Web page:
A notable number of women are getting ready to run in 2012, The National Journal points out today. And not all of them are as far-right as Michele Bachmann!
Stephanie Schriock, the president of EMILY's List, pretty much explicitly made the connection: "I think that there are no other words to say other than the stakes have never been higher for American women...We've got women all over the country who are watching this thinking about [running], and it's an exciting time."
Just because more women seem to be running doesn't mean we'll get more women in office, as the piece points out: "Although 2010 saw a record number of female candidates in primaries, the last election was the first since 1978 that resulted in a drop in the number of women in the House—although only slightly, from 73 to 72."
Here's a few of the races to keep an eye on:
- There's a Congressional seat in upstate New York vacated by Chris Lee (you can thank Gawker and Lee's Craigslist predilections for that). Two women are running in that special election: Republican state Rep. Jane Corwin and Democrat Erie County Clerk Kathy Hochul.
- California congresswoman Jane Harman resigned, but it looks like another woman is likely to replace her. The National Journal says, "The front-runners are both Democrats: California Secretary of State Debra Bowen and Los Angeles City Council Member Janice Hahn. Progressive activist Marcy Winograd is also in the mix."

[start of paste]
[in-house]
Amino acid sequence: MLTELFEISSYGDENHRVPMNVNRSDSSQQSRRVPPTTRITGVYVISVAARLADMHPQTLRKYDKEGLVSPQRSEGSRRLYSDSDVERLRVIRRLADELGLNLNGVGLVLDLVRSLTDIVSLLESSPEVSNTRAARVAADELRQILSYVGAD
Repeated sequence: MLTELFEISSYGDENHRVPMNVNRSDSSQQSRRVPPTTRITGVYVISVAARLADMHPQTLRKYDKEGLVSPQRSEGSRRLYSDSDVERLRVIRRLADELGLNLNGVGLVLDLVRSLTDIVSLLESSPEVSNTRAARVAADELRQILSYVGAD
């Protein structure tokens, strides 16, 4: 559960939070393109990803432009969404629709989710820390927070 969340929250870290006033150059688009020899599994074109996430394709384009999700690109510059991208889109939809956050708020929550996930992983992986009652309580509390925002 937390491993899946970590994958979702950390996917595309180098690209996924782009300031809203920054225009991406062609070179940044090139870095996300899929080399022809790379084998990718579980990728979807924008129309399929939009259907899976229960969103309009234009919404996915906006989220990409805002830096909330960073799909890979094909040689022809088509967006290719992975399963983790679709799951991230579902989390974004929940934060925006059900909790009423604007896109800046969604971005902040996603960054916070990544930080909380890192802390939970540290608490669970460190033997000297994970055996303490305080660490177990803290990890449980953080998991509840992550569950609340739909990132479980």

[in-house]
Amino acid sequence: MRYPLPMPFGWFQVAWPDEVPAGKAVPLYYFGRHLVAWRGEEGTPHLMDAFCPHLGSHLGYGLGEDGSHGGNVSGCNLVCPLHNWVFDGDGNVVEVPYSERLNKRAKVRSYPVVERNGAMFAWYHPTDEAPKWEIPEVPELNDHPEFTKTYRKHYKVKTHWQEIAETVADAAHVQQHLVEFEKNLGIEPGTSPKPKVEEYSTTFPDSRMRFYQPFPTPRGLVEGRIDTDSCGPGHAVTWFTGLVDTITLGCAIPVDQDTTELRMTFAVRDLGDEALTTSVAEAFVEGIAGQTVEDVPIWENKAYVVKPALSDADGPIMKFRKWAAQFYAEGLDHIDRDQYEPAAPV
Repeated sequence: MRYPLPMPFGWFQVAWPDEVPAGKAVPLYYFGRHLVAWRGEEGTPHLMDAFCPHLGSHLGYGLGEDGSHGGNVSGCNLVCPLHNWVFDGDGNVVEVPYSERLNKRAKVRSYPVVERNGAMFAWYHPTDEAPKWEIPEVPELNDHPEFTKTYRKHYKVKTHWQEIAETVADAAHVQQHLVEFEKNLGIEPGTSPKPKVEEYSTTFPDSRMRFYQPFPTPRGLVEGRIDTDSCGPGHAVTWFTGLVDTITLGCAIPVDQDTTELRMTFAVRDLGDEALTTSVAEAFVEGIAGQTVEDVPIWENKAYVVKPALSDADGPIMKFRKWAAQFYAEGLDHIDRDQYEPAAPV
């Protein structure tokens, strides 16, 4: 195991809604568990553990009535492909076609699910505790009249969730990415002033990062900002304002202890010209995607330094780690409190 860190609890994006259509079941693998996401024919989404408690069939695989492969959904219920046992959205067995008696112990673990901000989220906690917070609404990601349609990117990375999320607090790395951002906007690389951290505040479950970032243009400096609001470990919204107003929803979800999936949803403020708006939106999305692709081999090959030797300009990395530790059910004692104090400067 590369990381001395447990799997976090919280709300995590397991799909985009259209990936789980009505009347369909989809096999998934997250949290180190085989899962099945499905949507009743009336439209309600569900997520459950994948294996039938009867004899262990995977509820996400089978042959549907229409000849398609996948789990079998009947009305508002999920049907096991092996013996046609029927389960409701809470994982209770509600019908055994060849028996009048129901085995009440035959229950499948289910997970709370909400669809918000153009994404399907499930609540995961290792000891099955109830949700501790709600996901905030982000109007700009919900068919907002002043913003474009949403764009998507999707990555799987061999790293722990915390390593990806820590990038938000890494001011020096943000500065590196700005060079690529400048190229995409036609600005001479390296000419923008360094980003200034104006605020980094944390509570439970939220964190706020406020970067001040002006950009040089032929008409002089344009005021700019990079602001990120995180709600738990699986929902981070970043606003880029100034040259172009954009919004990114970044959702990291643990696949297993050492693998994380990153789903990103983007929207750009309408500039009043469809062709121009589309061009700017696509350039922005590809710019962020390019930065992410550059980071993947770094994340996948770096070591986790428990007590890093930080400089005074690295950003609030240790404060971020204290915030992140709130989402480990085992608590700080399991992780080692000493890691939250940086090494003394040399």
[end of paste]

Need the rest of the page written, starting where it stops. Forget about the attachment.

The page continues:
- Former congresswoman Ann Kirkpatrick, a Democrat, is challenging Rep. Paul Gosar in Arizona.
- West Palm Beach mayor Lois Frankel will try to unseat Rep. Allen West, Sarah Palin's BFF.
- Sharron Angle is still running for political office. (This time for the House).
Speaking of women prone to soundbite-ready extremeness, Time has a profile of Michele Bachmann and her presidential bid. There's speculation that she might win Iowa and unsettle the race — not by taking the nomination, but by screwing with the math.
"She is bold and plainspoken and may turn out to be the only female in the Republican field. "There are a lot of ways she could do well in the Iowa caucuses," says J. Ann Selzer, the state's respected pollster. "She looks like change, and this is potentially a good year for that."
"Looks like change" could be code for "female" in a group of white dudes. Or it could mean "makes the others look completely rational for a change." Either way, it's another reminder that while we may cheer more women running for office, we may not cheer all of them individually.